And I hope that on that day, the First Lady –- or the First Gentleman –- of 2112 will also have the privilege of joining with our friends from Japan, and planting another tree which will bloom for yet another one hundred years and beyond.

So with that, I want to once again thank you all for joining us today, and bearing the frigid cold.  If you stick around for one more day, it will be 80 tomorrow, I guarantee you.  (Laughter.)  It’s really nice weather here.  But we are truly honored to have you here, and it’s a pleasure to be able to join in this very special occasion.

And with that, I think it is time for us to plant a tree.  (Applause.)

11:27 A.M. EDT

Del Quentin Wilber: ‘Rawhide Down’: The (almost) death of a president

Source: Politico, 3-11-11

Nancy and Ronald Reagan stand together in a room at the George Washington University Medical Center. | AP Photo

A new book documents decisions to downplay the severity of Ronald Reagan’s wound. | AP Photo Close

Ronald Reagan barely survived in 1981.

A book out Tuesday paints a much direr picture of the president’s prognosis in the hours after John Hinckley shot him than the White House or his doctors acknowledged at the time … and in the decades since.

In “Rawhide Down,” Washington Post reporter Del Quentin Wilber reports that the then 70-year-old Reagan lost more than half his blood after arriving at George Washington University Hospital.

Eager to avoid panic at home and not embolden enemies abroad, Wilber documents decisions to downplay the severity of the unconscious Reagan’s wound.

Some medical professionals who initially saw Reagan thought he was a goner, Wilber reports. The nurse trying to take Reagan’s blood pressure when he arrived at the hospital couldn’t hear a pulse. The surgeon struggled to locate the bullet lodged an inch from Reagan’s heart, which had collapsed his left lung.

Told via press and official accounts that Reagan walked into the hospital of his own volition and told funny jokes to the doctors, the public didn’t grasp how close to dying he came. If the Secret Service had taken Reagan back to the White House, instead of rerouting to the hospital, he almost certainly would have died.

Reagan’s closest advisers didn’t want to temporarily transfer power to Vice President George H.W. Bush because they feared it would raise bigger questions about Reagan’s age and ability.

Lyn Nofziger, a longtime Reagan aide, didn’t want the surgeons who had operated on Reagan to brief the press because he thought they’d look too tired and emotional in front of the cameras. So he picked a hospital administrator, who lied to reporters when he said the president “sailed through it” and “was at no time in any serious danger” during a press conference five hours after the shooting.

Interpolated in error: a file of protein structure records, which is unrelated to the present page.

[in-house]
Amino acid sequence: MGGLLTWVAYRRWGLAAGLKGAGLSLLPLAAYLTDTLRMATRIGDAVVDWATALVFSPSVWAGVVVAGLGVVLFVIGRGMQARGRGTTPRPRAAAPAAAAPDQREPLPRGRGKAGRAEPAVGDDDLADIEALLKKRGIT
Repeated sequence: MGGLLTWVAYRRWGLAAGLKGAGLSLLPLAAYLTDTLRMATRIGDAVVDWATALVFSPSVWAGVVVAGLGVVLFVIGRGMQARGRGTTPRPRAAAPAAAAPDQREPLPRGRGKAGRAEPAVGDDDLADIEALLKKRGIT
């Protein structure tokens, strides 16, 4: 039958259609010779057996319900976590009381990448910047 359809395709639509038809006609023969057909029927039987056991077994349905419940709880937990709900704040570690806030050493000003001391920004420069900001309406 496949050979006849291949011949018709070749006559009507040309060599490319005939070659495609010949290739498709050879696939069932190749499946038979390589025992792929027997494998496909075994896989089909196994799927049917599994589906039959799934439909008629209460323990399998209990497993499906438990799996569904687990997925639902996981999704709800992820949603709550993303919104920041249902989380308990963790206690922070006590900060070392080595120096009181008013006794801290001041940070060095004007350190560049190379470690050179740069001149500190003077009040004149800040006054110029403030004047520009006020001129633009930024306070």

The administrator, Dennis O’Leary, also lied when he said the bullet never came close to “any vital structure,” and he failed to mention that Reagan collapsed soon after he walked into the hospital. He understated the amount of blood Reagan lost by 1.5 units and told reporters that Reagan received three fewer units of blood than he did.

The book’s publication coincides with the 30th anniversary of the March 30, 1981, shooting and the 100th anniversary of Reagan’s birth. It’s also timely in the wake of the January shootings in January that critically injured Arizona Rep. Gabrielle Giffords and took the lives of six others…READ MORE: http://www.politico.com/news/stories/0311/51173.html

Julian Zelizer: The Reagan Centennial, Reagan the politician

Source: Politico, 2-6-11

Ronald Reagan and Tip O'Neill are pictured. | AP Photo

Movements need leaders who are good at politics if they want to succeed. Nobody understood this more than Ronald Reagan. | AP Photo Close

Politics is a dirty word in Washington. Movement activists, on the left and the right, hate when their party negotiates with the opposition and compromises on key issues.

Over the past year, tea party Republicans leveled this charge against the GOP. They complained that Republicans had become too comfortable with the wheeling and dealing so characteristic of Capitol Hill. They promise not to do the same.

But movements need leaders who are good at politics if they want to succeed. Nobody understood this more than Ronald Reagan.

While there are extensive discussions about Reagan as an actor, as a movement leader and as a diplomat, fewer observers recall that much of his career revolved around working as a politician. Indeed, this might be one of his most important contributions to the history of conservatism: Reagan fused the ideas and values of modern conservatism with the practicalities of governance…READ MORE